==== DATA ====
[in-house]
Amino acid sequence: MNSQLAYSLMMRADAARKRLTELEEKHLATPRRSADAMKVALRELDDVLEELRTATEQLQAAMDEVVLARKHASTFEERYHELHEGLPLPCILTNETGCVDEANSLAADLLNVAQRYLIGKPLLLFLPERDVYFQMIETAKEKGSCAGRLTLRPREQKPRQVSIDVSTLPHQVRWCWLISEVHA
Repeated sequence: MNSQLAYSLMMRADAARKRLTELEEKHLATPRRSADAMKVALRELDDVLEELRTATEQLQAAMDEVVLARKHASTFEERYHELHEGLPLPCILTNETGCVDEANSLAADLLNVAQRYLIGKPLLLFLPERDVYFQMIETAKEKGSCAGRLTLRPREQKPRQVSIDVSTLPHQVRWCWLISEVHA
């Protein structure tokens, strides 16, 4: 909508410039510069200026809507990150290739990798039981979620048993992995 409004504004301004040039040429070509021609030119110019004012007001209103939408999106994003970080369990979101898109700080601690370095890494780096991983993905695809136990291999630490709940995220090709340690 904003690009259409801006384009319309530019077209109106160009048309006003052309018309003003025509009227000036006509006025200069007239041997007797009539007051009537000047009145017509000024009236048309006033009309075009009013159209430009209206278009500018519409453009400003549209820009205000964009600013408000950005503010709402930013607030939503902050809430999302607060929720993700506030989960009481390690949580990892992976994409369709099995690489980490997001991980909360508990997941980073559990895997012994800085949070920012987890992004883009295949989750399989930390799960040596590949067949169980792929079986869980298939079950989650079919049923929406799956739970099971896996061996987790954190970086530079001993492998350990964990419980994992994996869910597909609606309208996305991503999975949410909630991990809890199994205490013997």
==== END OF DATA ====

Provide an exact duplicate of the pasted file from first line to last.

[in-house]
Amino acid sequence: MNSQLAYSLMMRADAARKRLTELEEKHLATPRRSADAMKVALRELDDVLEELRTATEQLQAAMDEVVLARKHASTFEERYHELHEGLPLPCILTNETGCVDEANSLAADLLNVAQRYLIGKPLLLFLPERDVYFQMIETAKEKGSCAGRLTLRPREQKPRQVSIDVSTLPHQVRWCWLISEVHA
Repeated sequence: MNSQLAYSLMMRADAARKRLTELEEKHLATPRRSADAMKVALRELDDVLEELRTATEQLQAAMDEVVLARKHASTFEERYHELHEGLPLPCILTNETGCVDEANSLAADLLNVAQRYLIGKPLLLFLPERDVYFQMIETAKEKGSCAGRLTLRPREQKPRQVSIDVSTLPHQVRWCWLISEVHA
């Protein structure tokens, strides 16, 4: 909508410039510069200026809507990150290739990798039981979620048993992995 409004504004301004040039040429070509021609030119110019004012007001209103939408999106994003970080369990979101898109700080601690370095890494780096991983993905695809136990291999630490709940995220090709340690 904003690009259409801006384009319309530019077209109106160009048309006003052309018309003003025509009227000036006509006025200069007239041997007797009539007051009537000047009145017509000024009236048309006033009309075009009013159209430009209206278009500018519409453009400003549209820009205000964009600013408000950005503010709402930013607030939503902050809430999302607060929720993700506030989960009481390690949580990892992976994409369709099995690489980490997001991980909360508990997941980073559990895997012994800085949070920012987890992004883009295949989750399989930390799960040596590949067949169980792929079986869980298939079950989650079919049923929406799956739970099971896996061996987790954190970086530079001993492998350990964990419980994992994996869910597909609606309208996305991503999975949410909630991990809890199994205490013997």